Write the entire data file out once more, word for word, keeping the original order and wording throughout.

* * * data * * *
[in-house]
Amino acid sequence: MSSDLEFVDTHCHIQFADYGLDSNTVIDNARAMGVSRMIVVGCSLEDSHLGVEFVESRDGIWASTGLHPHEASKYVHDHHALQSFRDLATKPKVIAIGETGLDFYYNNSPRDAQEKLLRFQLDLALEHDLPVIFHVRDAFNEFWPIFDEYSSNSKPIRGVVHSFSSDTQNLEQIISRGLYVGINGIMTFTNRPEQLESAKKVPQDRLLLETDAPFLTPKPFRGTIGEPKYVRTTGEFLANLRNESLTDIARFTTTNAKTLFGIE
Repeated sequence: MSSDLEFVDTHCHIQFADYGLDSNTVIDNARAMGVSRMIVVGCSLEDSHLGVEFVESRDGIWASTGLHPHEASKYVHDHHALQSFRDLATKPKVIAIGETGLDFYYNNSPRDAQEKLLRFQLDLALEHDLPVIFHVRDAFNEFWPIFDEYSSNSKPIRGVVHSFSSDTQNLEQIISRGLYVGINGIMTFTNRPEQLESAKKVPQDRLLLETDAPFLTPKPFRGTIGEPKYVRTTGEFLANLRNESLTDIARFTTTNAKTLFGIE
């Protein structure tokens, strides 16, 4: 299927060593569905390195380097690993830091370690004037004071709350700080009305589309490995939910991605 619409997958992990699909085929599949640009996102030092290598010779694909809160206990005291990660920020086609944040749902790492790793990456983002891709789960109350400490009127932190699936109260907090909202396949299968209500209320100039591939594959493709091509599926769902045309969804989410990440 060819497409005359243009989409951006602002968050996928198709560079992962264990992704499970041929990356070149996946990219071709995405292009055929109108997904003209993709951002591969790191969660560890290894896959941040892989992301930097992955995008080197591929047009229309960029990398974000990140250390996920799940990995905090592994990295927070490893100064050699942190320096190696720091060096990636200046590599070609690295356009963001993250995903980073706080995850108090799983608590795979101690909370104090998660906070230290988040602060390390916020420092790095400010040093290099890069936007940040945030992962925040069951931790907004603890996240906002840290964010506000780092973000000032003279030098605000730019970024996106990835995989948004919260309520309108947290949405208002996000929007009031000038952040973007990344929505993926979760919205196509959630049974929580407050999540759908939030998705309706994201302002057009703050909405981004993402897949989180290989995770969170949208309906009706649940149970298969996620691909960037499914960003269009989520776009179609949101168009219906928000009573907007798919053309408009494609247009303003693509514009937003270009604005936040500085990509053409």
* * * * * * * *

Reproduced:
[in-house]
Amino acid sequence: MSSDLEFVDTHCHIQFADYGLDSNTVIDNARAMGVSRMIVVGCSLEDSHLGVEFVESRDGIWASTGLHPHEASKYVHDHHALQSFRDLATKPKVIAIGETGLDFYYNNSPRDAQEKLLRFQLDLALEHDLPVIFHVRDAFNEFWPIFDEYSSNSKPIRGVVHSFSSDTQNLEQIISRGLYVGINGIMTFTNRPEQLESAKKVPQDRLLLETDAPFLTPKPFRGTIGEPKYVRTTGEFLANLRNESLTDIARFTTTNAKTLFGIE
Repeated sequence: MSSDLEFVDTHCHIQFADYGLDSNTVIDNARAMGVSRMIVVGCSLEDSHLGVEFVESRDGIWASTGLHPHEASKYVHDHHALQSFRDLATKPKVIAIGETGLDFYYNNSPRDAQEKLLRFQLDLALEHDLPVIFHVRDAFNEFWPIFDEYSSNSKPIRGVVHSFSSDTQNLEQIISRGLYVGINGIMTFTNRPEQLESAKKVPQDRLLLETDAPFLTPKPFRGTIGEPKYVRTTGEFLANLRNESLTDIARFTTTNAKTLFGIE
């Protein structure tokens, strides 16, 4: 299927060593569905390195380097690993830091370690004037004071709350700080009305589309490995939910991605 619409997958992990699909085929599949640009996102030092290598010779694909809160206990005291990660920020086609944040749902790492790793990456983002891709789960109350400490009127932190699936109260907090909202396949299968209500209320100039591939594959493709091509599926769902045309969804989410990440 060819497409005359243009989409951006602002968050996928198709560079992962264990992704499970041929990356070149996946990219071709995405292009055929109108997904003209993709951002591969790191969660560890290894896959941040892989992301930097992955995008080197591929047009229309960029990398974000990140250390996920799940990995905090592994990295927070490893100064050699942190320096190696720091060096990636200046590599070609690295356009963001993250995903980073706080995850108090799983608590795979101690909370104090998660906070230290988040602060390390916020420092790095400010040093290099890069936007940040945030992962925040069951931790907004603890996240906002840290964010506000780092973000000032003279030098605000730019970024996106990835995989948004919260309520309108947290949405208002996000929007009031000038952040973007990344929505993926979760919205196509959630049974929580407050999540759908939030998705309706994201302002057009703050909405981004993402897949989180290989995770969170949208309906009706649940149970298969996620691909960037499914960003269009989520776009179609949101168009219906928000009573907007798919053309408009494609247009303003693509514009937003270009604005936040500085990509053409």